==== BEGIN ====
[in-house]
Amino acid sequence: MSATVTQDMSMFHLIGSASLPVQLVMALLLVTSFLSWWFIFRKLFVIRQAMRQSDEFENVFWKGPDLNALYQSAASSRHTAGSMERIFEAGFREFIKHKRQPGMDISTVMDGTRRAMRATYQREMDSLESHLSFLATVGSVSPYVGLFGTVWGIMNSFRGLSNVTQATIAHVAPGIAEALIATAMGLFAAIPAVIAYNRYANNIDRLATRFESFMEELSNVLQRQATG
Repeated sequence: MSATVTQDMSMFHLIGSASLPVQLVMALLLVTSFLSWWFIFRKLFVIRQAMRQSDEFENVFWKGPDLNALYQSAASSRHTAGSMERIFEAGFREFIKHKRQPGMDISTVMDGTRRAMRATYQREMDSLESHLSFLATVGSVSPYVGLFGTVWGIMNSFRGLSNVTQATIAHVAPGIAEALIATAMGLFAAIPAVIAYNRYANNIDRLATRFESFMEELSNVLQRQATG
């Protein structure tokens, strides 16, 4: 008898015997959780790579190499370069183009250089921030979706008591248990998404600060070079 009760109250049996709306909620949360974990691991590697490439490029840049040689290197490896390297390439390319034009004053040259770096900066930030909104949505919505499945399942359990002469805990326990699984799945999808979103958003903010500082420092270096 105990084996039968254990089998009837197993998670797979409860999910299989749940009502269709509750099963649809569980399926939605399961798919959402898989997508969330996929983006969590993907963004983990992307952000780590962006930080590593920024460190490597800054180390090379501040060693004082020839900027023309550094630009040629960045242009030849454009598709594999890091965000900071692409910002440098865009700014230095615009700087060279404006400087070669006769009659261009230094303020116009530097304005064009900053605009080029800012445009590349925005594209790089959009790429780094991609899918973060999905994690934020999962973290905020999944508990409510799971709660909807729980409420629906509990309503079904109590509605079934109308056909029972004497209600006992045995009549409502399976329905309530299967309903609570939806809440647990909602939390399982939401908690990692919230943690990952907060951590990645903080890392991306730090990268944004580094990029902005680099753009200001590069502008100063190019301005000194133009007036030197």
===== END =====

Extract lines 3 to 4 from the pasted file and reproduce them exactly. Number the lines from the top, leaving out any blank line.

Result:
Repeated sequence: MSATVTQDMSMFHLIGSASLPVQLVMALLLVTSFLSWWFIFRKLFVIRQAMRQSDEFENVFWKGPDLNALYQSAASSRHTAGSMERIFEAGFREFIKHKRQPGMDISTVMDGTRRAMRATYQREMDSLESHLSFLATVGSVSPYVGLFGTVWGIMNSFRGLSNVTQATIAHVAPGIAEALIATAMGLFAAIPAVIAYNRYANNIDRLATRFESFMEELSNVLQRQATG
């Protein structure tokens, strides 16, 4: 008898015997959780790579190499370069183009250089921030979706008591248990998404600060070079 009760109250049996709306909620949360974990691991590697490439490029840049040689290197490896390297390439390319034009004053040259770096900066930030909104949505919505499945399942359990002469805990326990699984799945999808979103958003903010500082420092270096 105990084996039968254990089998009837197993998670797979409860999910299989749940009502269709509750099963649809569980399926939605399961798919959402898989997508969330996929983006969590993907963004983990992307952000780590962006930080590593920024460190490597800054180390090379501040060693004082020839900027023309550094630009040629960045242009030849454009598709594999890091965000900071692409910002440098865009700014230095615009700087060279404006400087070669006769009659261009230094303020116009530097304005064009900053605009080029800012445009590349925005594209790089959009790429780094991609899918973060999905994690934020999962973290905020999944508990409510799971709660909807729980409420629906509990309503079904109590509605079934109308056909029972004497209600006992045995009549409502399976329905309530299967309903609570939806809440647990909602939390399982939401908690990692919230943690990952907060951590990645903080890392991306730090990268944004580094990029902005680099753009200001590069502008100063190019301005000194133009007036030197």